Me@20: Don’t touch that dial!

Me@20When I hit 20, I was a couple of months into my junior year at college, where radio was my life. When I wasn’t in class, or working part-time to earn enough money to pay tuition and buy lunch at the Campus Sub Shop, you’d find me at the Seton Hall University radio station, WSOU-FM. I loved being in front of a microphone, and did everything from reading news, to anchoring our election-night coverage, to spinning records on both an early-morning pop music “wake up” show called Bacon ‘n’ Eggs and our late-night “progressive rock” offering called Nightrock.

What I really loved, however, was writing and producing; being able to write a script, direct actors, and edit a finished piece of audio that came out of the speakers sounding like it originally did when I “heard it” in my head was a gas. In fact, my first professional award came when I was 20, for a series of promotional announcements I wrote, directed and produced for Nightrock. I’ve included one of those spots, first aired in 1976, here. Just click on the audio button below to play it.

Steve  Pender Me@20I also co-wrote and produced a comedy show called Harrold. It was a sketch comedy show, inspired mainly by the National Lampoon Radio Hour. (Not old enough to remember the National Lampoon Radio Hour? Google it.) We packed our half-hour with all sorts of bits, from fake commercials to irreverent skits of all kinds to song parodies. It was lots of fun – but, as I came to find out, also a ton of work.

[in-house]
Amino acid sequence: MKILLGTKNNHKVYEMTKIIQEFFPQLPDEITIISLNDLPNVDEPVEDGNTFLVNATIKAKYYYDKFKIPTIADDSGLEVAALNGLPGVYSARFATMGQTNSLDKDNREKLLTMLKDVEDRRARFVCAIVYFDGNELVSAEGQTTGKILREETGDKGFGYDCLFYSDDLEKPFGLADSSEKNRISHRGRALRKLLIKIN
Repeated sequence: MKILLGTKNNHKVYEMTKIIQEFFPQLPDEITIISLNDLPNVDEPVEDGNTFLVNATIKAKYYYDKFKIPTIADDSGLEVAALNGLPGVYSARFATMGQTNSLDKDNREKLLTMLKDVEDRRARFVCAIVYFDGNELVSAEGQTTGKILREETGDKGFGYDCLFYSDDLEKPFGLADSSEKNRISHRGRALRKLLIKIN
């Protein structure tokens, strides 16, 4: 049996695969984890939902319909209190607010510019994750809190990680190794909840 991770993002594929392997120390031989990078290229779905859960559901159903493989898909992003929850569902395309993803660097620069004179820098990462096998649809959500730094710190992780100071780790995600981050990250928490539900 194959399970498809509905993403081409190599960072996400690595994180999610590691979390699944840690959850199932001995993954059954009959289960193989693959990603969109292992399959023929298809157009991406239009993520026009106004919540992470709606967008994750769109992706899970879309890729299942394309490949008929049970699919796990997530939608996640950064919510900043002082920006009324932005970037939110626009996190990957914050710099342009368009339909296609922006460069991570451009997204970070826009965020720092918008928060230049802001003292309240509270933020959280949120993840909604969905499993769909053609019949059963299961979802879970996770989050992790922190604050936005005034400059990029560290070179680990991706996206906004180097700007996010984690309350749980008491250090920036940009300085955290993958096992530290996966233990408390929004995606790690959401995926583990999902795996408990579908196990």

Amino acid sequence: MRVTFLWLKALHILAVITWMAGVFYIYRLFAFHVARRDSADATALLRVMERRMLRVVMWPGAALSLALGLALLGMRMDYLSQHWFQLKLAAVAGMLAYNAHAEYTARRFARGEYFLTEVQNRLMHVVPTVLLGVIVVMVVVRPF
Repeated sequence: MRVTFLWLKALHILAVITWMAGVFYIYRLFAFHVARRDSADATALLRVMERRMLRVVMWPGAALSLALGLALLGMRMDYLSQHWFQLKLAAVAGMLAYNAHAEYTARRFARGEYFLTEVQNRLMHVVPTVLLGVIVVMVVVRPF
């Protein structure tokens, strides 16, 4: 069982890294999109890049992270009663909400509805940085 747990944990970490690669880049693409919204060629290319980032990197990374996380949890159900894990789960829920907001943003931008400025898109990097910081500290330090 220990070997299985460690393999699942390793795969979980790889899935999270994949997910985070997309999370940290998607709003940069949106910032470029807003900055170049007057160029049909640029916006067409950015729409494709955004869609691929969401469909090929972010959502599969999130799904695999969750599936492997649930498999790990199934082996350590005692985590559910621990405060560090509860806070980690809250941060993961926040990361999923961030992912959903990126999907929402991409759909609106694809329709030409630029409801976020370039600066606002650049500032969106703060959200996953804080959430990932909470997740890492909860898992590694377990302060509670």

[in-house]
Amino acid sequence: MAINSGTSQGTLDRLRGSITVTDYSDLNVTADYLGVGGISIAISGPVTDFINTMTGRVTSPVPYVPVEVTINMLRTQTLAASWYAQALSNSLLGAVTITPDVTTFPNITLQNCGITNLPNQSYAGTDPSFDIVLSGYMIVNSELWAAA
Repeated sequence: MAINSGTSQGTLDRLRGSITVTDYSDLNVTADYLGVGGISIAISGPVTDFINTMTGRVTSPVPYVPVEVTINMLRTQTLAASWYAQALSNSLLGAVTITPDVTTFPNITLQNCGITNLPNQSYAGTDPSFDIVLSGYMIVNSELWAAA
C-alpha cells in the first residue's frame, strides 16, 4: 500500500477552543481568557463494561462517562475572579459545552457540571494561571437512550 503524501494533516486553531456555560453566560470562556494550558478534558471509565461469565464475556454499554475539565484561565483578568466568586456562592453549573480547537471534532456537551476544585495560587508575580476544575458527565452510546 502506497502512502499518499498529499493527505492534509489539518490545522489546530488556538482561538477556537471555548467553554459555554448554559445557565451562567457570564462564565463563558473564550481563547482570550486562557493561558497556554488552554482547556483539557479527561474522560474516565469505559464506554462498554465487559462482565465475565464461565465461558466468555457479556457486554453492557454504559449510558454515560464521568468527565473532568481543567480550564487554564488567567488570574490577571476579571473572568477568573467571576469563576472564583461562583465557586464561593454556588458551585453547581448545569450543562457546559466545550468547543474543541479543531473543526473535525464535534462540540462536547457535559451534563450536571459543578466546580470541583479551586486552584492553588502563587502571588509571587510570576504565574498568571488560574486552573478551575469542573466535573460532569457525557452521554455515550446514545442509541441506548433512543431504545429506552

In the mid-1970s, there was no such thing as digital audio recording and editing. When I wanted to make an edit in a recording, I physically sliced into the tape with a razor blade, removed what needed to go, cut the tape again, and then stuck the two ends of the tape together with splicing tape. And since multi-track recorders hadn’t yet made their appearance at WSOU, adding music and sound effects was also a challenge. All in all, it was a time-consuming process. Even though I got to be very fast with a blade, I spent many hours hunched over tape decks in the station’s tiny production studio, doing my best to finish each week’s show before airtime.

Once I nearly didn’t make it.

WSOUPgmCover1976-150x229Thanks to a number of factors (school work, regular work, procrastination), Harrold’s Christmas 1976 installment was only half done by the time the show was due to air. I was in a panic. I handed the reel containing the first fifteen minutes to the engineer and told him that, if I wasn’t out with the second half by the time the first half ended, he should just keep playing public service announcements to fill the time.

I hustled back to the production studio, grabbed my blade and editing block and bent feverishly to the task at hand. I remember how surreal it felt, listening to the show playing on-air while I was still editing it. My fingers flew faster then ever before, and by the time I rushed into the control room with the second reel, I think only four or five PSAs had played. Luckily, all the splicing tape held and the rest of the show ran without a hitch. I breathed a sigh of relief and swore that I’d never, ever, come that close to missing a deadline again.

Would you like to read some other Me@20 memories? Check out these blog posts:

Linda Schmidt
Mary Beth Lagerborg

What were YOU like at 20? Create your own Me@20 blog post today, or share the Me@20 questionnaire in your social networks.

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About Me@20 Day:
Me@20 Day celebrates personal history and the 20th anniversary of the Association of Personal Historians on May 20th 2015. APH supports its members in recording, preserving and sharing life stories of people, families, communities and organizations around the world.